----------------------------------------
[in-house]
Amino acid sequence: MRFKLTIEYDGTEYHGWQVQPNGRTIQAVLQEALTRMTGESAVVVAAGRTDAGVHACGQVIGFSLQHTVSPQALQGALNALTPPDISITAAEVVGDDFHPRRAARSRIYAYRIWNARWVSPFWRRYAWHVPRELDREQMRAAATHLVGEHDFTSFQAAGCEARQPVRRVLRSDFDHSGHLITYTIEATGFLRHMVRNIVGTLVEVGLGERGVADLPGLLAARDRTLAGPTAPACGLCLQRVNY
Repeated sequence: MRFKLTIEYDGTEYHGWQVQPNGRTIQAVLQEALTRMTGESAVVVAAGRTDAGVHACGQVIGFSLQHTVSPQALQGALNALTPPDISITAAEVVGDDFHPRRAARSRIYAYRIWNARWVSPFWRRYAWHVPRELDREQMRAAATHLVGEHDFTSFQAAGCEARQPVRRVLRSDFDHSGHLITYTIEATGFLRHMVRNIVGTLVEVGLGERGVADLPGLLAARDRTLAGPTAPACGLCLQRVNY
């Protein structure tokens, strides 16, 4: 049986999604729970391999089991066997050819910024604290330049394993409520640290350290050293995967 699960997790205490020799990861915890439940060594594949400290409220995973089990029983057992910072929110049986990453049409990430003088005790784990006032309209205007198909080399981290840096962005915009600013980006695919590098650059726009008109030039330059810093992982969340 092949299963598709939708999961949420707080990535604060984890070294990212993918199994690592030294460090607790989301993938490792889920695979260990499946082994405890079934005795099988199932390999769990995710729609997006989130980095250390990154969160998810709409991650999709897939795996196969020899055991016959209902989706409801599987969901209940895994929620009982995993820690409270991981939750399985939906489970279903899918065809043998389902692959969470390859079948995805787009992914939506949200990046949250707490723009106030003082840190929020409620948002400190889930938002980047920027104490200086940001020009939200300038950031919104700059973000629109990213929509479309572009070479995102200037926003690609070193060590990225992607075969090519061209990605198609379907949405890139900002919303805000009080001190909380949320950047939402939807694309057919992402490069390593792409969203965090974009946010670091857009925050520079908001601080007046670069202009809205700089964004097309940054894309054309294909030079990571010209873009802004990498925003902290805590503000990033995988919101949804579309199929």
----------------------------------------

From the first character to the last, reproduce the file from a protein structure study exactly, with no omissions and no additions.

[in-house]
Amino acid sequence: MRFKLTIEYDGTEYHGWQVQPNGRTIQAVLQEALTRMTGESAVVVAAGRTDAGVHACGQVIGFSLQHTVSPQALQGALNALTPPDISITAAEVVGDDFHPRRAARSRIYAYRIWNARWVSPFWRRYAWHVPRELDREQMRAAATHLVGEHDFTSFQAAGCEARQPVRRVLRSDFDHSGHLITYTIEATGFLRHMVRNIVGTLVEVGLGERGVADLPGLLAARDRTLAGPTAPACGLCLQRVNY
Repeated sequence: MRFKLTIEYDGTEYHGWQVQPNGRTIQAVLQEALTRMTGESAVVVAAGRTDAGVHACGQVIGFSLQHTVSPQALQGALNALTPPDISITAAEVVGDDFHPRRAARSRIYAYRIWNARWVSPFWRRYAWHVPRELDREQMRAAATHLVGEHDFTSFQAAGCEARQPVRRVLRSDFDHSGHLITYTIEATGFLRHMVRNIVGTLVEVGLGERGVADLPGLLAARDRTLAGPTAPACGLCLQRVNY
């Protein structure tokens, strides 16, 4: 049986999604729970391999089991066997050819910024604290330049394993409520640290350290050293995967 699960997790205490020799990861915890439940060594594949400290409220995973089990029983057992910072929110049986990453049409990430003088005790784990006032309209205007198909080399981290840096962005915009600013980006695919590098650059726009008109030039330059810093992982969340 092949299963598709939708999961949420707080990535604060984890070294990212993918199994690592030294460090607790989301993938490792889920695979260990499946082994405890079934005795099988199932390999769990995710729609997006989130980095250390990154969160998810709409991650999709897939795996196969020899055991016959209902989706409801599987969901209940895994929620009982995993820690409270991981939750399985939906489970279903899918065809043998389902692959969470390859079948995805787009992914939506949200990046949250707490723009106030003082840190929020409620948002400190889930938002980047920027104490200086940001020009939200300038950031919104700059973000629109990213929509479309572009070479995102200037926003690609070193060590990225992607075969090519061209990605198609379907949405890139900002919303805000009080001190909380949320950047939402939807694309057919992402490069390593792409969203965090974009946010670091857009925050520079908001601080007046670069202009809205700089964004097309940054894309054309294909030079990571010209873009802004990498925003902290805590503000990033995988919101949804579309199929």